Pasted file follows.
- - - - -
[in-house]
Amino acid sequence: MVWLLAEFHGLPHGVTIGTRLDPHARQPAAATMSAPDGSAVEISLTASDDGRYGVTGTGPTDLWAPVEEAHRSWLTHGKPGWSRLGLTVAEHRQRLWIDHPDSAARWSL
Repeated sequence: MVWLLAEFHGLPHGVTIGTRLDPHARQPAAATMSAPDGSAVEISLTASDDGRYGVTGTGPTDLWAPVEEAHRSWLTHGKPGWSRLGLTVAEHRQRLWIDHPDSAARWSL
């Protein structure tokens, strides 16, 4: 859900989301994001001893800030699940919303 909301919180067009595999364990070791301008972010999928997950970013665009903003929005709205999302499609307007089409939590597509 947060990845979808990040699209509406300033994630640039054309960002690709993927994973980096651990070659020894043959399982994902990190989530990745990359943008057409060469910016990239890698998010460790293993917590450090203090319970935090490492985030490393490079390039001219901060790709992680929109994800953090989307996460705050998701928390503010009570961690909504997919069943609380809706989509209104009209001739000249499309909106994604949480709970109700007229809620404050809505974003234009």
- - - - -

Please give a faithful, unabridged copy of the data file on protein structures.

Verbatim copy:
[in-house]
Amino acid sequence: MVWLLAEFHGLPHGVTIGTRLDPHARQPAAATMSAPDGSAVEISLTASDDGRYGVTGTGPTDLWAPVEEAHRSWLTHGKPGWSRLGLTVAEHRQRLWIDHPDSAARWSL
Repeated sequence: MVWLLAEFHGLPHGVTIGTRLDPHARQPAAATMSAPDGSAVEISLTASDDGRYGVTGTGPTDLWAPVEEAHRSWLTHGKPGWSRLGLTVAEHRQRLWIDHPDSAARWSL
């Protein structure tokens, strides 16, 4: 859900989301994001001893800030699940919303 909301919180067009595999364990070791301008972010999928997950970013665009903003929005709205999302499609307007089409939590597509 947060990845979808990040699209509406300033994630640039054309960002690709993927994973980096651990070659020894043959399982994902990190989530990745990359943008057409060469910016990239890698998010460790293993917590450090203090319970935090490492985030490393490079390039001219901060790709992680929109994800953090989307996460705050998701928390503010009570961690909504997919069943609380809706989509209104009209001739000249499309909106994604949480709970109700007229809620404050809505974003234009």